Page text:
I think we mostly agree. We both think the current taxi system is a cartel. And we agree that it's not unique to Ottawa - other cities such as NYC have the same system in place (in NYC it's "taxi medallions"), and it does not benefit the drivers - or the passengers.

I think the solution (from a standing start) is to not have such a system in the first place. How to fix the existing system is tougher. I think that's where we differ.

ygtbk

And at risk of making things more confusing:

https://www.thestar.com/business/2016/08/18/uber-to-use-autonomous-cars-to-haul-people-in-next-few-weeks.html

Getting all the bugs (software and legal) out of self-driving cars would be both interesting and disruptive.

Mr. Magoo Mr. Magoo's picture

Quote:

The plates are sold to companies and individuals who own in some cases hundreds of them and then rent them out to drivers who pay much of what they want to the middle person.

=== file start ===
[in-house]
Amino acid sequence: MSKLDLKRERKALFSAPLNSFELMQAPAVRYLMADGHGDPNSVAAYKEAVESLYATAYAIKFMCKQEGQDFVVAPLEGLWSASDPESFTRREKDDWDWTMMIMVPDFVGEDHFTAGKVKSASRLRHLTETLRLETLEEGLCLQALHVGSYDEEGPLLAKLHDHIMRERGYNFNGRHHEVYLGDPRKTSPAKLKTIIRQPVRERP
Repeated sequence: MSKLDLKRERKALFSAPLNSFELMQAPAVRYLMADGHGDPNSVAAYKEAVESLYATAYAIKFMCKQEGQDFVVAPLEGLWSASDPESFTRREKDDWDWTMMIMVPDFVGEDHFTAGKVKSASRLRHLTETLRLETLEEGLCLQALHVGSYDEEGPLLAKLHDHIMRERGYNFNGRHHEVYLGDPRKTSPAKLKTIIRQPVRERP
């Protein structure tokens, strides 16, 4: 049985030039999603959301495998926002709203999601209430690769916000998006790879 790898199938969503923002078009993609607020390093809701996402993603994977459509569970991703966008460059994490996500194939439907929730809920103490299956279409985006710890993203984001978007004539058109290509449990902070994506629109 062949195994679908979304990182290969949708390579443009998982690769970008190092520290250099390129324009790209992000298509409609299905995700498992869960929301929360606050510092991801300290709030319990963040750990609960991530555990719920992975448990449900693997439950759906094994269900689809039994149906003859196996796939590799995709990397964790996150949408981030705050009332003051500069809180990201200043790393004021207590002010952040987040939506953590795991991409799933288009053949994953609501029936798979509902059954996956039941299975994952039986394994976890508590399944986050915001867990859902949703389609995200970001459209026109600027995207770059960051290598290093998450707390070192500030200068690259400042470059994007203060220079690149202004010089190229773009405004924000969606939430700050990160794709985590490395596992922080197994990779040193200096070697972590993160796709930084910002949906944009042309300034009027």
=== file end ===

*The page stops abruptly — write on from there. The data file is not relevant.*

Many cities work this way.

Have you looked into this?

Here in Toronto, if new plates are offered, they go to the "next in line" on the Drivers List (a waiting list of people who've applied for a plate).

To get on the waiting list, you must:

1.  have driven a cab, full-time, for at least the last three years

2.  not have owned a cab (which is to say, a taxi plate) in the last five years

So it's not as though the City is aiding, abetting, or even encouraging any "cartel" to own multiple plates.  If you own ten plates then at least nine of them had to have been privately purchased at market prices.

If the City makes those ten plates non-transferable (which I believe Toronto plans to do by 2025) then that's about a million dollars worth of investment that's now worthless.  And no, I don't believe that the City has any obligation to compensate them for it.  Plus, they've got several more years to either rent them or sell them to recoup that investment.  It might not be as much as they hoped for, but speculation naturally carries risks.

Sean in Ottawa

Mr. Magoo wrote:

Quote:

The plates are sold to companies and individuals who own in some cases hundreds of them and then rent them out to drivers who pay much of what they want to the middle person.

Many cities work this way.

Have you looked into this?